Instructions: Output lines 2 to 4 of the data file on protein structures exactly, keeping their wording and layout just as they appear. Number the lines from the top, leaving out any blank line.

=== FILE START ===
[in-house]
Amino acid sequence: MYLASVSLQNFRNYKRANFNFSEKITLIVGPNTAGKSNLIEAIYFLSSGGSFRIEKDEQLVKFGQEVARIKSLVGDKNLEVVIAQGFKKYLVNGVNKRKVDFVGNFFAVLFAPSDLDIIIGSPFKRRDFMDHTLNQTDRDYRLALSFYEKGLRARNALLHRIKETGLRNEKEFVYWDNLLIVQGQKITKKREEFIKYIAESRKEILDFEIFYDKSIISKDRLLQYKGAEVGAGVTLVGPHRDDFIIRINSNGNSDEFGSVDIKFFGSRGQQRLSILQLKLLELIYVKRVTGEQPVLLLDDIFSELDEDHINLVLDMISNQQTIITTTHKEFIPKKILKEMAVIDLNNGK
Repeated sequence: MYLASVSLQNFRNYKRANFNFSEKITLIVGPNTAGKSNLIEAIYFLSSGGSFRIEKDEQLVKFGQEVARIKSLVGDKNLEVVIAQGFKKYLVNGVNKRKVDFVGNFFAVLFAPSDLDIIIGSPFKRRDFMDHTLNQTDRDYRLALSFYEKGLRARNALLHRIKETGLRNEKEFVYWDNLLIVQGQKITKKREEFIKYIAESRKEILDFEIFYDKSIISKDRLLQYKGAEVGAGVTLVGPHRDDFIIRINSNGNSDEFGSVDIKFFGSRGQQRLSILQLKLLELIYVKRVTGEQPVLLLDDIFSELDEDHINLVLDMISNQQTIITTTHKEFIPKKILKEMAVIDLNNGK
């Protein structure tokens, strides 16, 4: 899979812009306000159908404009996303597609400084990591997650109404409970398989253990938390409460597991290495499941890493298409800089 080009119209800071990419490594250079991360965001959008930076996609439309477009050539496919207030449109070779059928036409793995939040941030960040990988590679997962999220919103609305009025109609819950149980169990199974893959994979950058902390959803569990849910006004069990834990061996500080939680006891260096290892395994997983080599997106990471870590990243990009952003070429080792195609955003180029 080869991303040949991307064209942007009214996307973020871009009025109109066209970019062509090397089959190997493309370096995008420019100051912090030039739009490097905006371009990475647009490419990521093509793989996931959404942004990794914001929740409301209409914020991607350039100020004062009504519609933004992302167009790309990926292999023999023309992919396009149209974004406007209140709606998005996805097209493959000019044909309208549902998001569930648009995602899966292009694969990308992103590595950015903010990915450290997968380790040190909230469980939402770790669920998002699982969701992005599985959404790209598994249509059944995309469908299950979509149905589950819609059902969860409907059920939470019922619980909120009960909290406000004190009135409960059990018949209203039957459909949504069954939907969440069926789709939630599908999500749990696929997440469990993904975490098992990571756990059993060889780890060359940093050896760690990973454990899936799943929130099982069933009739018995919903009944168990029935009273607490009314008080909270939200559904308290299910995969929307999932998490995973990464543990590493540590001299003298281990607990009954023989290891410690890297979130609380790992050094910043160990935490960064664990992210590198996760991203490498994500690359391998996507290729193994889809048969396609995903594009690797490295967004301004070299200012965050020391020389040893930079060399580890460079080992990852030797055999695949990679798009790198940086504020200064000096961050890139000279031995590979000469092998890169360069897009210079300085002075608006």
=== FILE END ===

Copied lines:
Amino acid sequence: MYLASVSLQNFRNYKRANFNFSEKITLIVGPNTAGKSNLIEAIYFLSSGGSFRIEKDEQLVKFGQEVARIKSLVGDKNLEVVIAQGFKKYLVNGVNKRKVDFVGNFFAVLFAPSDLDIIIGSPFKRRDFMDHTLNQTDRDYRLALSFYEKGLRARNALLHRIKETGLRNEKEFVYWDNLLIVQGQKITKKREEFIKYIAESRKEILDFEIFYDKSIISKDRLLQYKGAEVGAGVTLVGPHRDDFIIRINSNGNSDEFGSVDIKFFGSRGQQRLSILQLKLLELIYVKRVTGEQPVLLLDDIFSELDEDHINLVLDMISNQQTIITTTHKEFIPKKILKEMAVIDLNNGK
Repeated sequence: MYLASVSLQNFRNYKRANFNFSEKITLIVGPNTAGKSNLIEAIYFLSSGGSFRIEKDEQLVKFGQEVARIKSLVGDKNLEVVIAQGFKKYLVNGVNKRKVDFVGNFFAVLFAPSDLDIIIGSPFKRRDFMDHTLNQTDRDYRLALSFYEKGLRARNALLHRIKETGLRNEKEFVYWDNLLIVQGQKITKKREEFIKYIAESRKEILDFEIFYDKSIISKDRLLQYKGAEVGAGVTLVGPHRDDFIIRINSNGNSDEFGSVDIKFFGSRGQQRLSILQLKLLELIYVKRVTGEQPVLLLDDIFSELDEDHINLVLDMISNQQTIITTTHKEFIPKKILKEMAVIDLNNGK
């Protein structure tokens, strides 16, 4: 899979812009306000159908404009996303597609400084990591997650109404409970398989253990938390409460597991290495499941890493298409800089 080009119209800071990419490594250079991360965001959008930076996609439309477009050539496919207030449109070779059928036409793995939040941030960040990988590679997962999220919103609305009025109609819950149980169990199974893959994979950058902390959803569990849910006004069990834990061996500080939680006891260096290892395994997983080599997106990471870590990243990009952003070429080792195609955003180029 080869991303040949991307064209942007009214996307973020871009009025109109066209970019062509090397089959190997493309370096995008420019100051912090030039739009490097905006371009990475647009490419990521093509793989996931959404942004990794914001929740409301209409914020991607350039100020004062009504519609933004992302167009790309990926292999023999023309992919396009149209974004406007209140709606998005996805097209493959000019044909309208549902998001569930648009995602899966292009694969990308992103590595950015903010990915450290997968380790040190909230469980939402770790669920998002699982969701992005599985959404790209598994249509059944995309469908299950979509149905589950819609059902969860409907059920939470019922619980909120009960909290406000004190009135409960059990018949209203039957459909949504069954939907969440069926789709939630599908999500749990696929997440469990993904975490098992990571756990059993060889780890060359940093050896760690990973454990899936799943929130099982069933009739018995919903009944168990029935009273607490009314008080909270939200559904308290299910995969929307999932998490995973990464543990590493540590001299003298281990607990009954023989290891410690890297979130609380790992050094910043160990935490960064664990992210590198996760991203490498994500690359391998996507290729193994889809048969396609995903594009690797490295967004301004070299200012965050020391020389040893930079060399580890460079080992990852030797055999695949990679798009790198940086504020200064000096961050890139000279031995590979000469092998890169360069897009210079300085002075608006």